Another similar collapse is inevitable within the lifetime of the next generation of nuclear submarines and there is far less prospect that an economic recovery will be engineered through  increased taxation and quantitative easing. In its aftermath, the things that we take for granted will disappear such as the conventional defence forces necessary to protect the only submarine we will have on patrol and a political system free of extreme right wing tendencies. The confluence of these could lead to an unpredictable set of events that may lead to a premature launch.

To answer the third question above, we need to consider the strategy that the world's nuclear weapons states are collectively, but silently, working towards. This is that the possession of nuclear weapons prevents war, but the planet is destroyed through the collective failure to make climate change agreements.  This "best case" of avoiding nuclear war is the Easter Island scenario where the few survivors of today's civilisation are left to wonder at the scale of the nuclear weapons systems left behind, especially the ballistic submarines, and the inherent madness of the building these in the face of the overwhelming evidence of economic and ecological collapse. The ballistic submarines thus replicate the history of Easter Island, where huge statues were built as statements of hubris and vanity in the face of collapse.  Those that are struggling to survive in a future roasting environment with little food, water or energy will also have to decommission nuclear submarines; a feat that today all the nuclear weapon states are struggling with in much kinder circumstances.

In a circular argument, where climate change forces difficult questions that make it impossible to pursue nuclear weapons, then nuclear weapons also make it impossible to achieve the climate change agreements that we need to avoid the worst nightmares of the future.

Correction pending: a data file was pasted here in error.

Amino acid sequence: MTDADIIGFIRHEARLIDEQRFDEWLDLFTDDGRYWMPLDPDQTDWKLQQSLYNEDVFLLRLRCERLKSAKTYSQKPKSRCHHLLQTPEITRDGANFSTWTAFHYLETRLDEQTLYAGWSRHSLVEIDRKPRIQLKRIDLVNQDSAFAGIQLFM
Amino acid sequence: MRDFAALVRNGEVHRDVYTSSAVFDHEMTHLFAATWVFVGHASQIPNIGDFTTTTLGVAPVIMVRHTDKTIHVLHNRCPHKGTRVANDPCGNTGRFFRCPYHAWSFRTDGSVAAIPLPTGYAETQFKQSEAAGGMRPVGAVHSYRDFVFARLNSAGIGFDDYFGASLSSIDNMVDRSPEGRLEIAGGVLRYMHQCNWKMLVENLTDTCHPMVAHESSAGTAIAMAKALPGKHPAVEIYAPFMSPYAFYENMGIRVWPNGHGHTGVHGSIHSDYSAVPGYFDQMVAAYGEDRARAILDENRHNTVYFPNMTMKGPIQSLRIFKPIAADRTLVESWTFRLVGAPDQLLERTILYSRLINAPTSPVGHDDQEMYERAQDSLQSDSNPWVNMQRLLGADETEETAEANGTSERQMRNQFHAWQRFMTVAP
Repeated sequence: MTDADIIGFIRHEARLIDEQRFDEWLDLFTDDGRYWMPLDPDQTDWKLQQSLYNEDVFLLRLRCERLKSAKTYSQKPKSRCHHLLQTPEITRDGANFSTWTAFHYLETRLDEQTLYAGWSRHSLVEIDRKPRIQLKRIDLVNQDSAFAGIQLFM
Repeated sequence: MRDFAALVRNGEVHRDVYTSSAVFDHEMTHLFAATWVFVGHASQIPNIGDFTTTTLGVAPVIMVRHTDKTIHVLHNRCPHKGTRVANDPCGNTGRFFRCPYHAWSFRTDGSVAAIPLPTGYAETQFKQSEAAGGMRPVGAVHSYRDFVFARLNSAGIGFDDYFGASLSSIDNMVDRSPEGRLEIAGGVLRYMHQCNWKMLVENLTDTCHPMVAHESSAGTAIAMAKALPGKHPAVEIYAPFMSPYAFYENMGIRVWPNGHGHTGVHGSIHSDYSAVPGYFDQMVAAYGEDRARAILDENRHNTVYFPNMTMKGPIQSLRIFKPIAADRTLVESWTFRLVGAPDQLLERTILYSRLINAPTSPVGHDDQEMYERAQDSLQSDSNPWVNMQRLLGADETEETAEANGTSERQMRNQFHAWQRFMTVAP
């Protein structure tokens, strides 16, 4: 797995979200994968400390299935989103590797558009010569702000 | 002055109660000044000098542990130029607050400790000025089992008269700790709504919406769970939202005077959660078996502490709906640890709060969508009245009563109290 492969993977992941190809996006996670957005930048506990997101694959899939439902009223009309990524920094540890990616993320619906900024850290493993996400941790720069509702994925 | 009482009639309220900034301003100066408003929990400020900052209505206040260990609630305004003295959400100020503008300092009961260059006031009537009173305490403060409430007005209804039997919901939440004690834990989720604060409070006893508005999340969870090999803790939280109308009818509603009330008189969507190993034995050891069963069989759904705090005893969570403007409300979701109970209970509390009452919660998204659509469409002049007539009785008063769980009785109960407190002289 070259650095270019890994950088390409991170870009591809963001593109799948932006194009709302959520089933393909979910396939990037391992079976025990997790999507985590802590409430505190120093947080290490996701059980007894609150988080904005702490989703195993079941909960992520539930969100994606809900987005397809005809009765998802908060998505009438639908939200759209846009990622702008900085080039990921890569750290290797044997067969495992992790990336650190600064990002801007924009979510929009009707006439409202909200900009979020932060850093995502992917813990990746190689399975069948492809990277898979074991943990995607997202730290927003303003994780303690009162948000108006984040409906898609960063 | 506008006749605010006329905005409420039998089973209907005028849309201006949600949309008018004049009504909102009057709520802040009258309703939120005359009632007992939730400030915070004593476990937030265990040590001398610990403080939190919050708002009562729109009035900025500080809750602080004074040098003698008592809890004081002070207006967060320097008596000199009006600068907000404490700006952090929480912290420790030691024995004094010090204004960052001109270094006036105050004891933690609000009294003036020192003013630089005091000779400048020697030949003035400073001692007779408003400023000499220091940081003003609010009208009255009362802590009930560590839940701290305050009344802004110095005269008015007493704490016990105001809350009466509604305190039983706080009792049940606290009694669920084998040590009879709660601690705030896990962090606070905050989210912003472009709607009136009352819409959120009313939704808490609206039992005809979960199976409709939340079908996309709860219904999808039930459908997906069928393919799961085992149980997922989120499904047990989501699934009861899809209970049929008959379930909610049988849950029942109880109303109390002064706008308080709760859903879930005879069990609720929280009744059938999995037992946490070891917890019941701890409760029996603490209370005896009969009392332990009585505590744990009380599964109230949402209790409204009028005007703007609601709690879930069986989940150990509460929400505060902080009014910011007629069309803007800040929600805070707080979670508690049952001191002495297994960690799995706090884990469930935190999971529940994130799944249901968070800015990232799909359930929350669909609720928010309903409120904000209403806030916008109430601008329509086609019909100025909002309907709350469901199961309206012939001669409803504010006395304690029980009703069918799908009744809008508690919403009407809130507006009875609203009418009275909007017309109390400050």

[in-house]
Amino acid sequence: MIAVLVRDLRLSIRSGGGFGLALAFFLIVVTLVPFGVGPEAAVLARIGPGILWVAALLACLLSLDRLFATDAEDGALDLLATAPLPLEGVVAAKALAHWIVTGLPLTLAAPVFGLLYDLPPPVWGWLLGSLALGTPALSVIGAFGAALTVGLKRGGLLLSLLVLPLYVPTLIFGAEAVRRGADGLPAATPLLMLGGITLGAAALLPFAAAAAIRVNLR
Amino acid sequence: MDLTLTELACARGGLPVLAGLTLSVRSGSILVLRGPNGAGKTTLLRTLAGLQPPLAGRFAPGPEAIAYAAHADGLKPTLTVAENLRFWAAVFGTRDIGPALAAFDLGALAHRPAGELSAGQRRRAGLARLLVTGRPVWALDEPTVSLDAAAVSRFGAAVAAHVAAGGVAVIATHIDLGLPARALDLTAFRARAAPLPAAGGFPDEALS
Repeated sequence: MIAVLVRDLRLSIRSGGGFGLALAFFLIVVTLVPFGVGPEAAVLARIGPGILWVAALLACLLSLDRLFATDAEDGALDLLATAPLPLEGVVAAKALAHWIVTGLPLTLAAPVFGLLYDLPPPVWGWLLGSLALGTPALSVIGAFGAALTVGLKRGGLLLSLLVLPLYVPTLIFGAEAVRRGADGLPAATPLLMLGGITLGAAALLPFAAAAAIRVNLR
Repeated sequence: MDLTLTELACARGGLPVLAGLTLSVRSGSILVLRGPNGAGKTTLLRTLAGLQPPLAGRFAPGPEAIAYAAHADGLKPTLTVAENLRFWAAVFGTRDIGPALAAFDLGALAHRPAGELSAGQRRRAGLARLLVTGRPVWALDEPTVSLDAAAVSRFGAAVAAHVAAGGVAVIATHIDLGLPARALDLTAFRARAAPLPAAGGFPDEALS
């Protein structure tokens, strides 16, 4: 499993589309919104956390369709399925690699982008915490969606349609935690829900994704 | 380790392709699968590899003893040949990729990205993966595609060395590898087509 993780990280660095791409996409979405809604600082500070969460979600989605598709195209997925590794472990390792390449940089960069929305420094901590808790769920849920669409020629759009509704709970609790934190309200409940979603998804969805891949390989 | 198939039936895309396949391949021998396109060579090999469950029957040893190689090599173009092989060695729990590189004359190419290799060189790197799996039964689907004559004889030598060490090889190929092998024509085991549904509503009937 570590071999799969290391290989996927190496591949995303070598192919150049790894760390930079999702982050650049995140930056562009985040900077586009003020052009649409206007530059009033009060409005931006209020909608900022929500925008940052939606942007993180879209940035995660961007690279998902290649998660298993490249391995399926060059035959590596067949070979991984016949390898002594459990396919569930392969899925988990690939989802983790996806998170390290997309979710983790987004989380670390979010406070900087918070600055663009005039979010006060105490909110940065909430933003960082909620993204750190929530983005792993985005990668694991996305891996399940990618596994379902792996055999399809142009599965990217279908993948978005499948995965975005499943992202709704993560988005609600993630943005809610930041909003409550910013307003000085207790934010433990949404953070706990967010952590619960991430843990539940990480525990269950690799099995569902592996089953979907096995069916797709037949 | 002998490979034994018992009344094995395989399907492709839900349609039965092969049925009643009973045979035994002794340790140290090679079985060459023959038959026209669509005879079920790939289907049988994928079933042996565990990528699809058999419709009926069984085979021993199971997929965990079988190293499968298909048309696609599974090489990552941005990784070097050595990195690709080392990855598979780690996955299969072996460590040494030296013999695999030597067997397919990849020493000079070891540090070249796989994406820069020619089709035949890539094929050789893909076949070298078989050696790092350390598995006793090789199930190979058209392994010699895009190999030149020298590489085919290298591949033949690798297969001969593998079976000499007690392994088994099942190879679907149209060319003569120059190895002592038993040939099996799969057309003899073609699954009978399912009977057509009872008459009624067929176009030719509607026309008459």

The fundamental dilemma all nuclear weapons states face is that to maintain a credible nuclear force, be it a force of one or one thousand nuclear warheads on deployment, a massive military industrial complex must be maintained. As well as building the actual nuclear weapon systems, it must also provide the conventional defence screen consisting of fighter jets, patrols planes, anti-submarine warfare technology etc. In an ultimate irony, the purpose of these becomes to defend the nuclear forces to ensure a second strike can be launched rather than to defend people, because there is no defence against a determined nuclear attack. The military industrial complex that delivers this equipment must be continually feed with new streams of contracts at increasing values otherwise the industrial complex collapses. Thus a key objective in the initial gate document which justified to parliament  the early procurement of material for Trident was that, "We must retain the capability to design, build and support nuclear submarines and meet the commitment for a successor to the Vanguard Class submarines." In other words, we build Tridents to continue building Tridents.